Behavioral effects of sound sources from offshore renewable energy construction on the black sea bass (Centropristis striata) and longfin inshore squid (Doryteuthis pealeii)

T. Aran Mooney, Associate Scientist, Biology Department Woods Hole Oceanographic Institution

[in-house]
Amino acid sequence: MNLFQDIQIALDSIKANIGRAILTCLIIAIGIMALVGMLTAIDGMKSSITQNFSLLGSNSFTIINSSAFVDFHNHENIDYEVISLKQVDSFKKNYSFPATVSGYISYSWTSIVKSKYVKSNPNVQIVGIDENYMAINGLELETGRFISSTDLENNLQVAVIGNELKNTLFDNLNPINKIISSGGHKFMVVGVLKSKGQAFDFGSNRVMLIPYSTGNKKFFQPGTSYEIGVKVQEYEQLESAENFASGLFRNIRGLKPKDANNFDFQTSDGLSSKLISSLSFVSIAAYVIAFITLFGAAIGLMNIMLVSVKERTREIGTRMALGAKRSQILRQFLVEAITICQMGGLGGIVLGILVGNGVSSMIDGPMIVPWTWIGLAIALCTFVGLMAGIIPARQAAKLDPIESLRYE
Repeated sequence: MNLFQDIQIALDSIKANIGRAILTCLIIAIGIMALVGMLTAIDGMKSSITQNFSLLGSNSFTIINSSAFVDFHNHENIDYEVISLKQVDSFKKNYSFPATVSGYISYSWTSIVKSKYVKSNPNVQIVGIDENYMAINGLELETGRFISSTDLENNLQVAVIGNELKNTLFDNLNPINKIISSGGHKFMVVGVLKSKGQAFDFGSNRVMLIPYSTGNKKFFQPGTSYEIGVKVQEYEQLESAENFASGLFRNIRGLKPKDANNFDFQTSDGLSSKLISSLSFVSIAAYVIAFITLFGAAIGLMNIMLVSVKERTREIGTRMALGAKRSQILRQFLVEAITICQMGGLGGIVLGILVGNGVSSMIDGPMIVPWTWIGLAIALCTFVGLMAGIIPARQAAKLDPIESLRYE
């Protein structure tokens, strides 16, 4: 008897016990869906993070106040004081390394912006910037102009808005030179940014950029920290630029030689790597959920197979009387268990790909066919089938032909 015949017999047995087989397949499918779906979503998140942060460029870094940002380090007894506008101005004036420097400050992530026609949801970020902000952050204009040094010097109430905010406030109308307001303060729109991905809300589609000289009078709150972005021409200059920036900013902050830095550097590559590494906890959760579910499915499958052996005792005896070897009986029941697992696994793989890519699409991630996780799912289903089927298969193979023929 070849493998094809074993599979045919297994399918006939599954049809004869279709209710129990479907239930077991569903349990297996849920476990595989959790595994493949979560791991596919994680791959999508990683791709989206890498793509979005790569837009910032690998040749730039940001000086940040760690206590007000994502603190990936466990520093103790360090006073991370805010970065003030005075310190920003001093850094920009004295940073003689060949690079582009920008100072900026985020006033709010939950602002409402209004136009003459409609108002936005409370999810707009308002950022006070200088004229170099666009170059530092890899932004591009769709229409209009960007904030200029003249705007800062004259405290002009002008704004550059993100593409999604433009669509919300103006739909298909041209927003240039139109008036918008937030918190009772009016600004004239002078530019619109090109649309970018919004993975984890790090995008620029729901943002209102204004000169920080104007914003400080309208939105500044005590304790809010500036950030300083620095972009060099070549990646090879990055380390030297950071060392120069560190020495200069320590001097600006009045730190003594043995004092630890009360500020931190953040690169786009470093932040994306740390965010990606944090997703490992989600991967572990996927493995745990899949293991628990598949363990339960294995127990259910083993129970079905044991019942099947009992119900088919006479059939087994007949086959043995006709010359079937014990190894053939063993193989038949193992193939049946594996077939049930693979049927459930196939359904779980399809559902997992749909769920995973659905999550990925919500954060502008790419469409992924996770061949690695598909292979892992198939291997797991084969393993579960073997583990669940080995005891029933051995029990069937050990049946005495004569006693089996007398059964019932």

With development of offshore wind installations on the East coast of the US, there is a requirement to understand how noise from authorized activities may be impacting commercially and recreationally important fish and invertebrate species found in offshore renewable energy planning areas along the Atlantic coast. Here I propose to evaluate the behavioral and physiological effects imposed on the commercially important longfin squid in the presence of sound and vibration occurring during the construction (e.g., pile driving and construction vessels) and general operation of an offshore wind facility. We will also address hearing (sound sensitivity) for this squid and black sea bass. Both are ecologically and commercially vital species for which sound-sensitivities are poorly understood. Impacts to fisheries and animal behavior have been suggested by commercial fisherman. Representative, sexually mature animals will be exposed to both the pressure and particle velocities replicating sound sources involved in the construction of offshore wind farms in a well-calibrated, controlled environment (laboratory). Results will be conveyed to NOAA collaborators and the scientific community. This study will aid in evaluating the impacts that may reduce the quality of essential habitat necessary to fish for feeding and breeding.